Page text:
VANCOUVER A year ago, the red lentils Lloyd Affleck grows on his 1,300-acre farm near Beechy in southwestern Saskatchewan were selling for about 20 cents a pound.
The same lentils now sell for about 40 cents a pound. Sought after by customers in India, Europe and elsewhere, the lentils are caught up in the food and commodities price boom sweeping the globe.
Mr. Affleck is working flat out to get this year's crop seeded, the first step of a process he hopes will result in a blockbuster harvest this fall.
There's just one problem: The freight containers Mr. Affleck and other exporters need to get their product to customers are in short supply.
A consumer slowdown in the United States is making it harder for exporters to line up the workhorse metal boxes for shipping. Fewer DVDs, barbecues and running shoes are being shipped to North America as consumer spending slows, and so fewer empty containers are available for Mr. Affleck and other growers to get their crops to would-be buyers.
"The world is hungry for our products, and we're ready to ship," Mr. Affleck said Wednesday, stopping his tractor for a brief interruption from seeding.
"But container shortages and transportation as a whole has been a problem. We can't get it to market."
The container crunch is a constant worry for Mr. Affleck.
He's already sold some of his future harvest to buyers in India and hopes desperately he can meet his obligation to deliver it.
The shortage also reflects deeper woes in the network of railways, roads and ports that Canadian exporters rely on to move their goods and that especially threaten pulse producers, those who grow the edible seeds of legumes such as peas, lentils and chickpeas.
These farmers have seen their industry flourish in part because of cheap container shipping. Over the past 20 years, Canadian pulse production has surged. Canada is now the world's biggest exporter of lentils and peas. Pulse crops accounted for more than $1-billion of $28-billion of agricultural exports in 2006.
One factor behind the growth of so-called special crops was shipping lines' desire to find a way to get some cash and cargo for the backhaul leg of boats sailing back to China. "The TV sets, barbecues, weed whackers - everything we want to consume over here in volumes creates available containers for export," says Greg Cherewyk, transportation director for Winnipeg-based Pulse Canada, which represents pulse growers and processors. "We're finally getting a taste of what happens when the pull for those products starts to ... slump."
Containers have become increasingly tough to book in recent months, exporters and brokers say. "We used to be able to make an order with a buyer overseas, e-mail a booking and arrange for a shipment maybe three weeks from now - we would be able to do that quite easily," says Larraine Adrain, who works at Agricom International Inc., a North Vancouver-based company that ships crops grown in Saskatchewan and Manitoba through Eastern Canadian ports to customers in Africa and Europe. "Now we don't know when we can get space on a ship. You almost need to know that first before you can make a sale. So it's really prohibitive for exporting."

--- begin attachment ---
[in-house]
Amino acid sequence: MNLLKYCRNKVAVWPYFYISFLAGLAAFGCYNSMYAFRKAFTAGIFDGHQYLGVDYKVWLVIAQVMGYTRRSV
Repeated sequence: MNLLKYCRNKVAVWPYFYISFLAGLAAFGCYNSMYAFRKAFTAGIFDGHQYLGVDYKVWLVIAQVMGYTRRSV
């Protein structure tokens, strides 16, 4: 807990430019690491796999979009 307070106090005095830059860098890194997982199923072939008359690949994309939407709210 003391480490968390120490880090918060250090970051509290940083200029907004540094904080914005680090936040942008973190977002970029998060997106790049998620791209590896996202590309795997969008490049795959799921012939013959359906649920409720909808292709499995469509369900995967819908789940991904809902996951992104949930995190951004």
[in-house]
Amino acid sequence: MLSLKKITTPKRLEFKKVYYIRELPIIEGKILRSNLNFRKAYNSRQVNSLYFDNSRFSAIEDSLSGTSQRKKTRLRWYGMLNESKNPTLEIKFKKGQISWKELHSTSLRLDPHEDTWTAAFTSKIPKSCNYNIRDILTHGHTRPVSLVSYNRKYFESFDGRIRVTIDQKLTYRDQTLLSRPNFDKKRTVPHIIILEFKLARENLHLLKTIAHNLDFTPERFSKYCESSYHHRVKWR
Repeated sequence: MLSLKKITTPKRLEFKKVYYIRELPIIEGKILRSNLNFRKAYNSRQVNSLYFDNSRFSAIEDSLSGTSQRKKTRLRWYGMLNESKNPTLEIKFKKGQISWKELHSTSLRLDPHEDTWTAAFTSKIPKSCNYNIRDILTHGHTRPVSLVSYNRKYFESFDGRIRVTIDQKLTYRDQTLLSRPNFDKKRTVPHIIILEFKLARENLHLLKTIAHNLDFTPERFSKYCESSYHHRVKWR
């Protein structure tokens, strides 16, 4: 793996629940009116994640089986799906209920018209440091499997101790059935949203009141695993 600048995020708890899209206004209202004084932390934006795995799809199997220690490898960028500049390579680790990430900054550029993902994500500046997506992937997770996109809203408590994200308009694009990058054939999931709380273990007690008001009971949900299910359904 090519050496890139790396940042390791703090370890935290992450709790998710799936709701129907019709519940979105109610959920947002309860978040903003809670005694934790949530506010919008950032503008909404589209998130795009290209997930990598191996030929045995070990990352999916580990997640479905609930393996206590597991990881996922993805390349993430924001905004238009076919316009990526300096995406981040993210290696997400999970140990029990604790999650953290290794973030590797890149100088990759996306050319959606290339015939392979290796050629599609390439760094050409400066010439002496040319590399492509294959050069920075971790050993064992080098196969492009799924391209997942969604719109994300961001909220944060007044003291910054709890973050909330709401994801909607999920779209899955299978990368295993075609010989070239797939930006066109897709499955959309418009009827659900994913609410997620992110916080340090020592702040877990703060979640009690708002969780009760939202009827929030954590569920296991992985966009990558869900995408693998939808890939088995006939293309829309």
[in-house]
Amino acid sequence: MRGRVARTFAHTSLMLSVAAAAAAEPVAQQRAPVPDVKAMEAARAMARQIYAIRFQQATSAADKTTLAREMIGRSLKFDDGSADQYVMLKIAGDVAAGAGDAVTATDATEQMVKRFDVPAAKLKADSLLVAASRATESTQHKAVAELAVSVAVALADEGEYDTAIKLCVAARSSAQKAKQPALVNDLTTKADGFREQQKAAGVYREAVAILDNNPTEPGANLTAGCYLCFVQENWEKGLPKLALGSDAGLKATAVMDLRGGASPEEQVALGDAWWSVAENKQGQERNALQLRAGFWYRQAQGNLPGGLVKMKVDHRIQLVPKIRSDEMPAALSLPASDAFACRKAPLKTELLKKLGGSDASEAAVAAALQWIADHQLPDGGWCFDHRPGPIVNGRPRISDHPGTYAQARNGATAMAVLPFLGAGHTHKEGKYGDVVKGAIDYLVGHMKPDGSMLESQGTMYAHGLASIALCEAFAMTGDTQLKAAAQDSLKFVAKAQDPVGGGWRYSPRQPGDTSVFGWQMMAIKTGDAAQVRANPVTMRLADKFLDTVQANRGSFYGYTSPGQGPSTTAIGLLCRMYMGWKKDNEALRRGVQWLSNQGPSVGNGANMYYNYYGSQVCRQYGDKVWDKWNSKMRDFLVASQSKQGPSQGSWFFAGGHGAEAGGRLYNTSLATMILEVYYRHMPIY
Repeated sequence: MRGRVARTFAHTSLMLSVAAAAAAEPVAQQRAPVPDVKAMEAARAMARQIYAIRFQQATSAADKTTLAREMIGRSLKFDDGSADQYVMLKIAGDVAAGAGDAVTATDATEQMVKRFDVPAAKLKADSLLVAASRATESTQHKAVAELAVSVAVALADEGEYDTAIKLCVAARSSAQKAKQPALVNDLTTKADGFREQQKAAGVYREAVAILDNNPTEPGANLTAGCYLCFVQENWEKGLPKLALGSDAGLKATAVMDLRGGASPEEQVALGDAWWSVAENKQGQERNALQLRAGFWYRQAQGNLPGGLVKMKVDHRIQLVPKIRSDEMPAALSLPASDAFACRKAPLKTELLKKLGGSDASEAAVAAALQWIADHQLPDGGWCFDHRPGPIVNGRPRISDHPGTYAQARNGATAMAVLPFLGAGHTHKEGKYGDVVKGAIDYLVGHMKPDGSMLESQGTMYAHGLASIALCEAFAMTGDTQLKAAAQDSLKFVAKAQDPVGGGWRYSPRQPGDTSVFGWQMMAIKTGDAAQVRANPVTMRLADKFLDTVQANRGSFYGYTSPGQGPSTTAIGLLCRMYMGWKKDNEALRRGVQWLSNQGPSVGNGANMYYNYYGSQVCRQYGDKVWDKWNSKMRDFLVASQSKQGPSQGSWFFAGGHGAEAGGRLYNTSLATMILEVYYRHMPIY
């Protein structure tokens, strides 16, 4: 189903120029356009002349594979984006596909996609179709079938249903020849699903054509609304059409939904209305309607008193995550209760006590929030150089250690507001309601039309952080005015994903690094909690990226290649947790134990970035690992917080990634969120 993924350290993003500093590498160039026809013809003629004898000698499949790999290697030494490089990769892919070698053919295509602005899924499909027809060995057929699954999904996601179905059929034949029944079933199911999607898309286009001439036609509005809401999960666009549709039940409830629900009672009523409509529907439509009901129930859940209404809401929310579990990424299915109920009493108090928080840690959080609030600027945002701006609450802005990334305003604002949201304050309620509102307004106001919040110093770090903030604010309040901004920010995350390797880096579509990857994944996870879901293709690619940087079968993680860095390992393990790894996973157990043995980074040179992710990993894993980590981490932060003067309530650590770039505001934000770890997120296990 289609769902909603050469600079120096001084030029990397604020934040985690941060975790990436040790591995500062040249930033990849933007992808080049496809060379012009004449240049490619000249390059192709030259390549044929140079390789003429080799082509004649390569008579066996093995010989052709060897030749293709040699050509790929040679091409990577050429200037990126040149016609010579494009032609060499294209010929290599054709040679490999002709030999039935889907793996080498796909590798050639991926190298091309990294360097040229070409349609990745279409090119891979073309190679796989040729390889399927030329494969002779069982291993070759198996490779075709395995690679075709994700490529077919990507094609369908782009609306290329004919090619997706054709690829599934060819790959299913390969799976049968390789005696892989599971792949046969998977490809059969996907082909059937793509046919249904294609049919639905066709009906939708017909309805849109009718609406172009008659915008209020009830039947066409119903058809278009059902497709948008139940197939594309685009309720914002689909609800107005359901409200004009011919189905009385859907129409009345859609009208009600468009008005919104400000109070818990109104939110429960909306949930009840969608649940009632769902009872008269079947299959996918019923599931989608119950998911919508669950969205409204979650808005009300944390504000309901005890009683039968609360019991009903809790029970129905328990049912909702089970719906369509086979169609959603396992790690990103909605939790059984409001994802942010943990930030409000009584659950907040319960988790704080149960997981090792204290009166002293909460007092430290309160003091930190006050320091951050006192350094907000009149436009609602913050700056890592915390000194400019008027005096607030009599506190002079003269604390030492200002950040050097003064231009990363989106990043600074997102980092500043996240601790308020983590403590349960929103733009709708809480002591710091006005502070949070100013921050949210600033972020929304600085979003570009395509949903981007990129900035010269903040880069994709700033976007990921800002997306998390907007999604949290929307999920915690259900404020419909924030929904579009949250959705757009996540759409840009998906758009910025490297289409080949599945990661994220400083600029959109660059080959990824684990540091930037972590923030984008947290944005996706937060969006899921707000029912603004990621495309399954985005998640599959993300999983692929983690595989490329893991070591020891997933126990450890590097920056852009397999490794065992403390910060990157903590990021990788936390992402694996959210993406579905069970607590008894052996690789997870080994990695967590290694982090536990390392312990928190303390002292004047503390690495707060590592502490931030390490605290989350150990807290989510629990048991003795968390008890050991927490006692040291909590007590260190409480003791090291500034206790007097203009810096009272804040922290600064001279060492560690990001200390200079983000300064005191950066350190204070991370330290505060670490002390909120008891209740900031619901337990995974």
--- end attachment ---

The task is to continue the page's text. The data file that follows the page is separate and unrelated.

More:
There are many factors at work, says Mark Hemmes, president of Quorum Consulting Corp., an Edmonton firm that monitors grain handling under a program set up by the federal government. For one thing, shipping and rail lines have honed in on asset utilization. "Five years ago, the willingness of a railway to give a good rate, even free, to position containers to inland points was quite high," he says. "In the five years since, railways have been inundated with containers, they're more focused on asset utilization - essentially the day of the freebie is gone."
For shipping lines, it might be more profitable to send containers back empty than to move them inland.
The container crunch will shake up the grain sector, Mr. Hemmes believes. "I think it's going to shift a lot of markets we sell into. And it will probably dry up certain markets we used to feel easy getting into."
Pulse Canada is involved in nearly a dozen programs aimed at improving access to containers and easing logjams in the port-railway system, which in recent years has struggled with congestion.
For producers such as Mr. Affleck, the uncertainty over whether they can successfully ship their crop is as big a worry as the weather. Mr. Affleck, chairman of Pulse Canada, has visited India twice, most recently last year when customers asked if they could rely on timely delivery. Mr. Affleck, who farms the same land his grandfather homesteaded 100 years ago, made no promises. "I said we would do our best."
Can you box that for me?
Standard-sized, twenty-foot-equivalent (TEU) containers have over the past 50 years transformed global trade and are used to ship a staggering variety of goods, ranging from consumer electronics to grains to shellfish and bananas
Why they're in short supply in Canada:
With bulk shipping prices skyrocketing, some goods once shipped in bulk, such as lumber, have migrated to containers, increasing demand
A slowdown in the United States means fewer containers are coming to North America, which means fewer empty containers are available to ship goods out
What it means:
Headaches for grain producers and other exporters that rely on containers to get their products to market
By the numbers
Ballpark rate for a container
in Vancouver a year ago
Ballpark rate for a container in Vancouver today
The percentage average annual increase in Canadian trade value between 2002 and 2006
Percentage average annual increase in container volume between 2002 and 2006
More than 50
Percentage growth in container volume at Port of Vancouver since 2002
More than 200
Percentage growth in container volume at Port of Vancouver since 1997
Source: Quorum Corp.
© The Globe and Mail